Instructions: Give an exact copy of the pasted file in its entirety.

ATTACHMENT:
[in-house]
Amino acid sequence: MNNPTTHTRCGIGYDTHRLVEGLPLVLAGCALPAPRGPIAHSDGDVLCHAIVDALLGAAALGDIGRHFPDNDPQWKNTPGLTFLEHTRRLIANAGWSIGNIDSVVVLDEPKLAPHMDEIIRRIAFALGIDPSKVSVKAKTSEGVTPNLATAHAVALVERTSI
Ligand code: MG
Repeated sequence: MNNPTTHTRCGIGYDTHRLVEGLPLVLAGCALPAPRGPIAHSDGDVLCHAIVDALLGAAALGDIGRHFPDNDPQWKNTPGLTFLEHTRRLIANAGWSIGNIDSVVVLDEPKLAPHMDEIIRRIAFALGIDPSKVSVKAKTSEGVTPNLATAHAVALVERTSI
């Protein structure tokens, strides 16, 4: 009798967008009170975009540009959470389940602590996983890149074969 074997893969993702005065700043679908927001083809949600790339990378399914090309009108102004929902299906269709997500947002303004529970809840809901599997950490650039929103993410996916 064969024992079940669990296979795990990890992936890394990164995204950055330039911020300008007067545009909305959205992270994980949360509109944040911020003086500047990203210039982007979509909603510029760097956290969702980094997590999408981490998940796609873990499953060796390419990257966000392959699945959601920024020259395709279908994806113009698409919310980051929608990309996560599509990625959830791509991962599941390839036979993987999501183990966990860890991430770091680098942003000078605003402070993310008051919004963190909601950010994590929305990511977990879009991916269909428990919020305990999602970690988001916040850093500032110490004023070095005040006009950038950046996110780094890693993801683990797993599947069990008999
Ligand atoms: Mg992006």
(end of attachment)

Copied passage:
[in-house]
Amino acid sequence: MNNPTTHTRCGIGYDTHRLVEGLPLVLAGCALPAPRGPIAHSDGDVLCHAIVDALLGAAALGDIGRHFPDNDPQWKNTPGLTFLEHTRRLIANAGWSIGNIDSVVVLDEPKLAPHMDEIIRRIAFALGIDPSKVSVKAKTSEGVTPNLATAHAVALVERTSI
Ligand code: MG
Repeated sequence: MNNPTTHTRCGIGYDTHRLVEGLPLVLAGCALPAPRGPIAHSDGDVLCHAIVDALLGAAALGDIGRHFPDNDPQWKNTPGLTFLEHTRRLIANAGWSIGNIDSVVVLDEPKLAPHMDEIIRRIAFALGIDPSKVSVKAKTSEGVTPNLATAHAVALVERTSI
């Protein structure tokens, strides 16, 4: 009798967008009170975009540009959470389940602590996983890149074969 074997893969993702005065700043679908927001083809949600790339990378399914090309009108102004929902299906269709997500947002303004529970809840809901599997950490650039929103993410996916 064969024992079940669990296979795990990890992936890394990164995204950055330039911020300008007067545009909305959205992270994980949360509109944040911020003086500047990203210039982007979509909603510029760097956290969702980094997590999408981490998940796609873990499953060796390419990257966000392959699945959601920024020259395709279908994806113009698409919310980051929608990309996560599509990625959830791509991962599941390839036979993987999501183990966990860890991430770091680098942003000078605003402070993310008051919004963190909601950010994590929305990511977990879009991916269909428990919020305990999602970690988001916040850093500032110490004023070095005040006009950038950046996110780094890693993801683990797993599947069990008999
Ligand atoms: Mg992006």